This has prompted me to make some comments. I am acquiring a Series 2 Ambassador fitted with the oddball Villiers 5E 197cc engine. I refer to it as such as it seems no other maker took it up at the time (1947-8). Was there a problem with it and other lightweight manufacturers stuck with the 9D 125cc as the ‘big’ engine? Perhaps they were informed by Villiers that the 6E was coming which was promptly used by all and sundry?
The 5E still uses the Villiers early flat top piston porting of four transfer ports and two exhaust ports which I have seen referred to as the Schnurle system. This patent being first used by DKW and I once owned a 1938 example of the firm’s car which although slow by modern standards was reliable and very economical. The car handbook illustrated the porting via a diagram of the motorcycle engine, two transfer ports and single exhaust port.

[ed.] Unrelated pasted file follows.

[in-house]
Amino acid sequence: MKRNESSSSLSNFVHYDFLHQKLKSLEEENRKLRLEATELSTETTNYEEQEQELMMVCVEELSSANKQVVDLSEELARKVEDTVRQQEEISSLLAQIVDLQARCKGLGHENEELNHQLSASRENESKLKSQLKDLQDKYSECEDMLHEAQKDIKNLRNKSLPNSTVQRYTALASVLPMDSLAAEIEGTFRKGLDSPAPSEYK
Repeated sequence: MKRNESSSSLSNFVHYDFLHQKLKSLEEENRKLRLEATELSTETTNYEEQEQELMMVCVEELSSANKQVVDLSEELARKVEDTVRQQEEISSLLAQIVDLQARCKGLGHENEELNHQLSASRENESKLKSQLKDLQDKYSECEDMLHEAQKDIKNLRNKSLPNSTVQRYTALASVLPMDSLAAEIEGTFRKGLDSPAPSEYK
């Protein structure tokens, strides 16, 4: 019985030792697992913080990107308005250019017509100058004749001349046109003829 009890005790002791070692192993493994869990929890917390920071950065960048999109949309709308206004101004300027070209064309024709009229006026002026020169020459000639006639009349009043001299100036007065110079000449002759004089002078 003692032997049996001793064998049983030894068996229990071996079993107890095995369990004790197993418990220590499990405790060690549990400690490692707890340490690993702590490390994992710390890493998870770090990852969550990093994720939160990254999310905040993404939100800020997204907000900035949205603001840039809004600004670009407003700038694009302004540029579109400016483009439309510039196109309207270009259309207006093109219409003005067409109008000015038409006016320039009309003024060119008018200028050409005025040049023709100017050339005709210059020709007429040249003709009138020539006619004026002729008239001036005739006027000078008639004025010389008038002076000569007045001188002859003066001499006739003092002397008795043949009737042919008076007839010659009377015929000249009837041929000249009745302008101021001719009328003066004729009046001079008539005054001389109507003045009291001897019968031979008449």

My observation is that Villiers in 1934 started using the more complicated and expensive to cast configuration in its engines to get around the German patent.
Suddenly in 1948 Villiers used the DKW system which I think would be a result of war reparations.
I am interested if anyone else shares my theory on this.
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